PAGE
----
Construction work is one of the more hazardous occupations in the United States to perform. On the job injuries and illness happen across all industries, but most people recognize that construction poses a set of unique risks and safety issues for those in the field. One of the areas in which construction accidents can have significant injury and even fatality occurrences is in bridge construction.
According to the American Society of Civil Engineers (ASCE) the U.S. has more than 614,000 bridges, and among those more than 50,000 need repair– meaning that bridge repair and replacement is a significant part of the construction industry today. Commuters and tractor trailers use bridges to the tune of hundreds of millions of trips daily and pass by those construction workers repairing them frequently.
The work provides inherent risks; safety practices and employee training are essential to keep workers protected. But even the best workplace safety culture and training regrettably cannot prevent all occupational injuries and illness in an industry like bridge construction.
In United States history, bridge construction accidents in the 19th and early 20th centuries led to improvements in safety standards and engineering design. Those who have traveled the majestic Brooklyn Bridge may know the infamous history of its 14-year construction in the 19th century, in which more than two dozen employees were killed and many more injured.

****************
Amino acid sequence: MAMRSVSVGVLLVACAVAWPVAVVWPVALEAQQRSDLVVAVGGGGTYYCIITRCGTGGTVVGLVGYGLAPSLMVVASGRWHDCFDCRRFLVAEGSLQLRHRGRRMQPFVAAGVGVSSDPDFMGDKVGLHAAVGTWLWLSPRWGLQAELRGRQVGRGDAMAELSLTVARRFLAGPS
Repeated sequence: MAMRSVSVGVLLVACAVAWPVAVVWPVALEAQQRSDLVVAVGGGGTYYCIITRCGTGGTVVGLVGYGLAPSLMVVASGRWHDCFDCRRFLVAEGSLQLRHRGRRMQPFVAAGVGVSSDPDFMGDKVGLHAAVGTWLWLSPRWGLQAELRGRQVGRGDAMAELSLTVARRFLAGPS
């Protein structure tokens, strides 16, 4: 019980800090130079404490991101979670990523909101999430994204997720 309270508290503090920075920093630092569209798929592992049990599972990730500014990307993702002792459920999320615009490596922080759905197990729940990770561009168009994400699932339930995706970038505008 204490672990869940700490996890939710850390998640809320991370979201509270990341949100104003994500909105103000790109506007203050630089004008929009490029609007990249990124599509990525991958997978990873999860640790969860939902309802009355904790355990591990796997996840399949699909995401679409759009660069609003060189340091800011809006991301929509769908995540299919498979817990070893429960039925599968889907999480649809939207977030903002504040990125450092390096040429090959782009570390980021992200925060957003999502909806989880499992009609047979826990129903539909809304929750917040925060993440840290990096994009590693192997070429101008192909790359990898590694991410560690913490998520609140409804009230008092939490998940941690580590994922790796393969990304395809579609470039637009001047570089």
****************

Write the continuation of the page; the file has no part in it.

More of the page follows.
This led to a better understanding of how underwater bridge construction can lead to illness and death from changes in air pressure – and it resulted in new regulations and safety standards. Yet today, demolition, repair, and construction of bridges still results in injury and death for U.S. workers.
In many of these more recent situations investigations have found that better safety standards and regulation compliance could have mitigated or prevented the resulting injuries and deaths.
Some of the more recent bridge construction incidents show reasons for the collapse or the accidents that resulted in worker injuries and fatalities. Causes include defects in manufacturing, such as low-quality materials that are not able to bear the weight, and then collapse during construction.
In other cases, design flaws were at fault and were not caught during the review process. In yet other bridge construction accidents inadequate safety measures were responsible.
Bridge construction requires the use of large-scale equipment like cranes and heavy steel components such as beams and trusses. Therefore, safety training is one of the most critical aspects of accident prevention.
Equipment Safety and Compensation
As in other areas of the construction industry the equipment itself is also a key part of workplace safety practices. Equipment that is improperly maintained and fails can cause accidents, as well as equipment that is defective.
An injured worker has potential remedies, including filing a Workers’ Compensation claim at a minimum for coverage of medical costs and lost wages. Many serious injuries and fatalities may require determining liability for the accident apart from their employer, and getting the victim the maximum compensation they deserve.
Because of the complex aspects of finding the cause of a construction accident, an injured worker will benefit from the experience of a skilled Philadelphia construction accident lawyer in determining liability and representing their rights.
Philadelphia Construction Accident Lawyers at McCann Dillon Jaffe & Lamb, LLC Help Those Injured in Bridge Construction Accidents
The Philadelphia construction accident lawyers at McCann Dillon Jaffe & Lamb, LLC have experience representing clients injured on the job, including those in bridge construction work. We represent clients in Philadelphia, Delaware County, and Chester County, as well as across Pennsylvania, Delaware, and New Jersey. Please contact us for a free initial consultation at 215-569-8488 or complete our online form.